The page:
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Am J Prev Med. 2019 May;56(5):756-764. doi: 10.1016/j.amepre.2018.11.030. Epub 2019 Mar 21.

A Systematic Review of Trials to Improve Child Outcomes Associated With Adverse Childhood Experiences.

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Departments of Preventive Medicine and Pediatrics, Loma Linda University, Loma Linda, California. Electronic address:
Claremont Graduate University,School of Community and Global Health, Claremont, California.



The purpose of this systematic literature review was to summarize current evidence from RCTs for the efficacy of interventions involving pediatric health care to prevent poor outcomes associated with adverse childhood experiences measured in childhood (C-ACEs).


On January 18, 2018, investigators searched PubMed, PsycInfo, SocIndex, Web of Science, Cochrane, and reference lists for English language RCTs involving pediatric health care and published between January 1, 1990, and December 31, 2017. Studies were included if they were (1) an RCT, (2) on a pediatric population, and (3) recruited or screened based on exposure to C-ACEs. Investigators extracted data about the study sample and recruitment strategy, C-ACEs, intervention and control conditions, intermediate and child outcomes, and significant associations reported.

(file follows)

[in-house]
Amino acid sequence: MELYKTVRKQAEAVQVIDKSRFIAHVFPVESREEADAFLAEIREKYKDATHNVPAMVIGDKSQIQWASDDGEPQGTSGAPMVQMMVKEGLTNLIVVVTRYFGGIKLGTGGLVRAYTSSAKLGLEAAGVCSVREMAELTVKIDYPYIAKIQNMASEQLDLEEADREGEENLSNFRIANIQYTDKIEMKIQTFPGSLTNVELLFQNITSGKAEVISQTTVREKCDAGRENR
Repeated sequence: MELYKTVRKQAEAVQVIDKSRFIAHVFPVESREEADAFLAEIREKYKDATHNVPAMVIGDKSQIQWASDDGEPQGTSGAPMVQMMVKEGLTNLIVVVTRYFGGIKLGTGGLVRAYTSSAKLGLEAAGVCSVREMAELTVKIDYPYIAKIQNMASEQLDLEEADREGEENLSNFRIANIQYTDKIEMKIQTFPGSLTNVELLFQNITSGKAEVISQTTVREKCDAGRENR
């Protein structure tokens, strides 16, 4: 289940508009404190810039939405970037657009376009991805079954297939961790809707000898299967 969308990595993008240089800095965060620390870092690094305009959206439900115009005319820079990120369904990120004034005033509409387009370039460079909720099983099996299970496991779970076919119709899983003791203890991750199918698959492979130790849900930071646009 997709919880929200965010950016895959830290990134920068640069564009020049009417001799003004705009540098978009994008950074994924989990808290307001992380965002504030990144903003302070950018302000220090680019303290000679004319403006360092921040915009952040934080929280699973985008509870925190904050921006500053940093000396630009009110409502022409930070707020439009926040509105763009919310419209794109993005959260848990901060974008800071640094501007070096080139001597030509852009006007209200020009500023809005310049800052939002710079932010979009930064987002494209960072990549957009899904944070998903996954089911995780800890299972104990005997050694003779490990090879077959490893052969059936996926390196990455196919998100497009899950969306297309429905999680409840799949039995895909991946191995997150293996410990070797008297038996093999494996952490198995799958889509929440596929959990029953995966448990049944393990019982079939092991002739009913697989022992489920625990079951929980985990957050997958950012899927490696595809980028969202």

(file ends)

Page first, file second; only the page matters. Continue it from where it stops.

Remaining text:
A total of 22 articles describing results of 20 RCTs were included. Parent mental illness/depression was the most common C-ACE measured, followed by parent alcohol or drug abuse, and domestic violence. Most interventions combined parenting education, social service referrals, and social support for families of children aged 0-5years. Five of six studies that directly involved pediatric primary care practices improved outcomes, including three trials that involved screening for C-ACEs. Eight of 15 studies that measured child health outcomes, and 15 of 17 studies that assessed the parent-child relationship, demonstrated improvement.


Multicomponent interventions that utilize professionals to provide parenting education, mental health counseling, social service referrals, or social support can reduce the impact of C-ACEs on child behavioral/mental health problems and improve the parent-child relationship for children aged 0-5years.

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